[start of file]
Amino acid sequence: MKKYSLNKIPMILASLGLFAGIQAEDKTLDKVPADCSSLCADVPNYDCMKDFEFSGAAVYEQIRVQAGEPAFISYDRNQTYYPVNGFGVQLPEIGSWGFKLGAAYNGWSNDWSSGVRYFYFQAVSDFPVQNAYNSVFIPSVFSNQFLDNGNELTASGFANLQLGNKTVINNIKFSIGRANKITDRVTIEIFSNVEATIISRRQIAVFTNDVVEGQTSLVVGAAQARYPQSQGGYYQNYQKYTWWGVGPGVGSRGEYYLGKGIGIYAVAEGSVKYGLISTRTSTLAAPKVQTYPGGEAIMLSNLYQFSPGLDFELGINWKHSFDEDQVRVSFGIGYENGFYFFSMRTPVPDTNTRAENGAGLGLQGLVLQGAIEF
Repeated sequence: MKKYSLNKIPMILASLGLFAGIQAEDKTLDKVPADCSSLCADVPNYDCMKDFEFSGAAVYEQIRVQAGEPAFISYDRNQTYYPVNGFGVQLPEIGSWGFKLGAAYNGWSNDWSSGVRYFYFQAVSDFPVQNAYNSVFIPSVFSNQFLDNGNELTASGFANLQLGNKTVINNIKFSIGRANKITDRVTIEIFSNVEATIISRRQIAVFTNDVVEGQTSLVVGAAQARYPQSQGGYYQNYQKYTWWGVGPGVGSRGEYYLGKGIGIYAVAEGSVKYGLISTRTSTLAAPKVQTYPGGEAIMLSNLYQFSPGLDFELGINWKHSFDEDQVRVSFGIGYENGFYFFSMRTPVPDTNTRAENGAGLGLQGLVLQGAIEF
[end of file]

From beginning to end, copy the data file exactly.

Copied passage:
Amino acid sequence: MKKYSLNKIPMILASLGLFAGIQAEDKTLDKVPADCSSLCADVPNYDCMKDFEFSGAAVYEQIRVQAGEPAFISYDRNQTYYPVNGFGVQLPEIGSWGFKLGAAYNGWSNDWSSGVRYFYFQAVSDFPVQNAYNSVFIPSVFSNQFLDNGNELTASGFANLQLGNKTVINNIKFSIGRANKITDRVTIEIFSNVEATIISRRQIAVFTNDVVEGQTSLVVGAAQARYPQSQGGYYQNYQKYTWWGVGPGVGSRGEYYLGKGIGIYAVAEGSVKYGLISTRTSTLAAPKVQTYPGGEAIMLSNLYQFSPGLDFELGINWKHSFDEDQVRVSFGIGYENGFYFFSMRTPVPDTNTRAENGAGLGLQGLVLQGAIEF
Repeated sequence: MKKYSLNKIPMILASLGLFAGIQAEDKTLDKVPADCSSLCADVPNYDCMKDFEFSGAAVYEQIRVQAGEPAFISYDRNQTYYPVNGFGVQLPEIGSWGFKLGAAYNGWSNDWSSGVRYFYFQAVSDFPVQNAYNSVFIPSVFSNQFLDNGNELTASGFANLQLGNKTVINNIKFSIGRANKITDRVTIEIFSNVEATIISRRQIAVFTNDVVEGQTSLVVGAAQARYPQSQGGYYQNYQKYTWWGVGPGVGSRGEYYLGKGIGIYAVAEGSVKYGLISTRTSTLAAPKVQTYPGGEAIMLSNLYQFSPGLDFELGINWKHSFDEDQVRVSFGIGYENGFYFFSMRTPVPDTNTRAENGAGLGLQGLVLQGAIEF